“America has changed completely. The patriarchy is gone. Women are winning. Men are failing. Men in America are now far more likely to die of a drug overdose, drop out of the workforce because of an addiction, commit a felony and go to prison. They fail in school much more often than women do. They kill themselves at many times the rate. Overall, they die years younger. Those numbers are not speculative. They are hard data gathered over decades by nonpartisan researchers. You’d have to ignore a huge amount of settled science in order to repeat the pieties of 1970s-era feminism, and yet this is exactly what our leaders continue to do.”

              All these things have been true for decades, some for centuries. Men pack the prisons and die young and always have done. That is nothing to do with feminism. The problem, whatever it is, cannot be feminism because they have been manifest since before feminism existed. Perhaps the problem is the opposite. Men turn to crime and drugs because they cannot deal with their emotions and relationships.

              So when Peterson says ““There isn’t a shred of hard evidence to support that Western society is pathologically patriarchal; that the prime lesson of history is that men, rather than nature, were the primary source of oppression of women,” he is giving munition to those that talk sexist nonsense. He is blurring his message with caveats so he can argue he is not lying, whilst spreading falsehoods. Yes, we can argue that this is not the “prime” message of history, just a message. We can debate whether the patriarchal society is “pathalogically” so and men are the primary source rather than a major source. Take these caveats out and there is more than a shred of evidence, it is overwhelming.

              There is more than a shred of evidence that Western society is patriarchal and that men oppress women.

              So when he says go tidy your room and stand up straight, that is fine – good advice. He would not be well known for spouting such stuff. When he creates the impression that there is no evidence of patriarchy or oppression that is not fine.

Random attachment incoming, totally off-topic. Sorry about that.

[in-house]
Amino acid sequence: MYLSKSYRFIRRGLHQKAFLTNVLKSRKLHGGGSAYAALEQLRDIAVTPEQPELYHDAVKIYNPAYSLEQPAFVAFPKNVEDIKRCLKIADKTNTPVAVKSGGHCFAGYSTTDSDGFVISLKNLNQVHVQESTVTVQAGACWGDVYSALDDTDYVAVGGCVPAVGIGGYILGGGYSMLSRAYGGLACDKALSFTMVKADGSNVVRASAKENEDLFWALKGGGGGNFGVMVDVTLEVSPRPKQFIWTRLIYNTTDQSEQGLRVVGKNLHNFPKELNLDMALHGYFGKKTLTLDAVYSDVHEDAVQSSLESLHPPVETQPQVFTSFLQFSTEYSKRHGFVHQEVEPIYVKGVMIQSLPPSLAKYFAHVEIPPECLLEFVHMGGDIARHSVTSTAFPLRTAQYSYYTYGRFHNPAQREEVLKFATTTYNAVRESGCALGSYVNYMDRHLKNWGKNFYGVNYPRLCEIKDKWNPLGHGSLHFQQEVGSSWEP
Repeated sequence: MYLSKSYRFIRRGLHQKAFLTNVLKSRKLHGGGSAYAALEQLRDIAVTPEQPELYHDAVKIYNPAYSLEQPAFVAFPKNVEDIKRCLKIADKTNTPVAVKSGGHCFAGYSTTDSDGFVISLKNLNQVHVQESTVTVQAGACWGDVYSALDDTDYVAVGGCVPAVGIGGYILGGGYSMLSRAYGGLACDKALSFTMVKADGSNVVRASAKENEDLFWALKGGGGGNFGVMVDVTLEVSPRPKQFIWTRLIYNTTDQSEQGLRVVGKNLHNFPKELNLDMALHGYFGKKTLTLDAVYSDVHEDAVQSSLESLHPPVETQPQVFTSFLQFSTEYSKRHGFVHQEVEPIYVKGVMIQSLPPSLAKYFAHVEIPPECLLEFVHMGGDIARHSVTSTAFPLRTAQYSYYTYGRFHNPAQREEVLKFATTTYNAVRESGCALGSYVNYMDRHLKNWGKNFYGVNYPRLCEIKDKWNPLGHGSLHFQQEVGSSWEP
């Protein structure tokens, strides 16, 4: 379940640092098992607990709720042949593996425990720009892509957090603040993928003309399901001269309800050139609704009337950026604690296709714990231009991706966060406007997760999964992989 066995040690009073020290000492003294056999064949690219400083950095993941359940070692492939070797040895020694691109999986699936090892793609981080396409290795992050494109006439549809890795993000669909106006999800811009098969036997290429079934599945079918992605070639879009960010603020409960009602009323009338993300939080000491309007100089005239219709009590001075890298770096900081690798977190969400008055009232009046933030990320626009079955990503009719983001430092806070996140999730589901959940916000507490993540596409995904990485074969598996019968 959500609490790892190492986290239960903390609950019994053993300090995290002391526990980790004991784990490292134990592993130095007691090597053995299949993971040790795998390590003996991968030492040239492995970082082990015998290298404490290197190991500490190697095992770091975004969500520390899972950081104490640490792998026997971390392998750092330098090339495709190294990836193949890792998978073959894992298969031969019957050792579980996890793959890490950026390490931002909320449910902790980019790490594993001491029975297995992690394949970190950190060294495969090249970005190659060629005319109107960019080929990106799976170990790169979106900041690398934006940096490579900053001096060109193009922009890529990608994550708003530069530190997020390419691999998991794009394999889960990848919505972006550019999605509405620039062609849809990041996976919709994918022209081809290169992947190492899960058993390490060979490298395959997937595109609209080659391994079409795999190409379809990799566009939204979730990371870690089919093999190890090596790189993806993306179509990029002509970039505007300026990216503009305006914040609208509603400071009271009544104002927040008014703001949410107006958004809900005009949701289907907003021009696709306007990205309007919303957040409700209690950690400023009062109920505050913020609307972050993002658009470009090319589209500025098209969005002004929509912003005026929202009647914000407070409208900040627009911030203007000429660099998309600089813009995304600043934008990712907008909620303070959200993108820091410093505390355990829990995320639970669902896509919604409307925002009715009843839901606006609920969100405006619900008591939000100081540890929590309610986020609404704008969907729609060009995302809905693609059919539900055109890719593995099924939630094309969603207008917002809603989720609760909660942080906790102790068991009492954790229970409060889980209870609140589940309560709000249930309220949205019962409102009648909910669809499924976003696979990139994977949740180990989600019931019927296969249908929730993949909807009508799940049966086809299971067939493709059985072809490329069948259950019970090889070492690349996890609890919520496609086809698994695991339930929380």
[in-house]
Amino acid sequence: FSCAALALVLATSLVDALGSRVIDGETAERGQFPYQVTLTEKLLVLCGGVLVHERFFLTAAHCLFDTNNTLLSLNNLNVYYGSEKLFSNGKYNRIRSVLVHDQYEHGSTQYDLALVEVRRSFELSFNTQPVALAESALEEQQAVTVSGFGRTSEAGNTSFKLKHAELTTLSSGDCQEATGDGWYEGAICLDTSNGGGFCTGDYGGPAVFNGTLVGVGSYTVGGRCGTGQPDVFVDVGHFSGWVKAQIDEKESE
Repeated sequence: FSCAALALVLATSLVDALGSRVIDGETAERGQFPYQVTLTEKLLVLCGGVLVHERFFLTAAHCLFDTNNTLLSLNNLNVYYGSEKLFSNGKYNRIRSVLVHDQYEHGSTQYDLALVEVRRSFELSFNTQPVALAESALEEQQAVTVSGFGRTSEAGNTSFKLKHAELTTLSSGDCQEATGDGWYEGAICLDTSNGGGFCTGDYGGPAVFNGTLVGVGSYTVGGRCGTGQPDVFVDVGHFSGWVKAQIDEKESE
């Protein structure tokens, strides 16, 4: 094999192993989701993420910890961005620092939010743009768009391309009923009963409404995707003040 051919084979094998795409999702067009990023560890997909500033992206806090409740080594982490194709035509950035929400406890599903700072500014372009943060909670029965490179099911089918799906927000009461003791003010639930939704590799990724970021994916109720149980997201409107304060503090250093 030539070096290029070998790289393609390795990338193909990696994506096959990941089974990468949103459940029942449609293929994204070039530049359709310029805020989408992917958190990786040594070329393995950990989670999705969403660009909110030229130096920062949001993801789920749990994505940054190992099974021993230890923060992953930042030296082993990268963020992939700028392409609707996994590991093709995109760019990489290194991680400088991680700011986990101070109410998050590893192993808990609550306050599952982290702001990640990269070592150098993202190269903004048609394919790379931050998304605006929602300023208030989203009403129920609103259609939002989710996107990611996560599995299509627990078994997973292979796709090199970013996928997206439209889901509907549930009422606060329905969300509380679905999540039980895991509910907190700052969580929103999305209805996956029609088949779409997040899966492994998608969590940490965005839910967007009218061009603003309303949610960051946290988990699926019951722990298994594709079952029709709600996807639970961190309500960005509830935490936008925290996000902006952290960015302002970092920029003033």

A slightly crazy bit from the same article
              “feminists also want Americans to reject male and female nature—and they convince them by twisting bits and pieces of facts to their advantage. “Feminism means… ending mental health stigmas, so that men can go to therapy before they feel like they must resort to domestic violence or suicide…”

              That does not sound like twisting bits of facts to their advantage – it sounds downright sensible in the face of the problems identified at the beginning. Crazy is doing the same things and expecting different results. Telling boys to “man up” and push down their emotions has not worked up to now.

              Sure, there are nutty feminists out there too.

              • Dan says:

                “All these things have been true for decades, some for centuries. Men pack the prisons and die young and always have done. That is nothing to do with feminism. The problem, whatever it is, cannot be feminism because they have been manifest since before feminism existed. Perhaps the problem is the opposite. Men turn to crime and drugs because they cannot deal with their emotions and relationships.”

                You know if you are ignorant of what Peterson says and believes you could just ask. He does not blame men filling prisons on feminism. It is breathtakingly stupid to accuse him of that. Especially considering he brings up why men fill prisons rather than women all the time. He places none of the blame for this on women directly. He places nearly all the blame on the nature of man.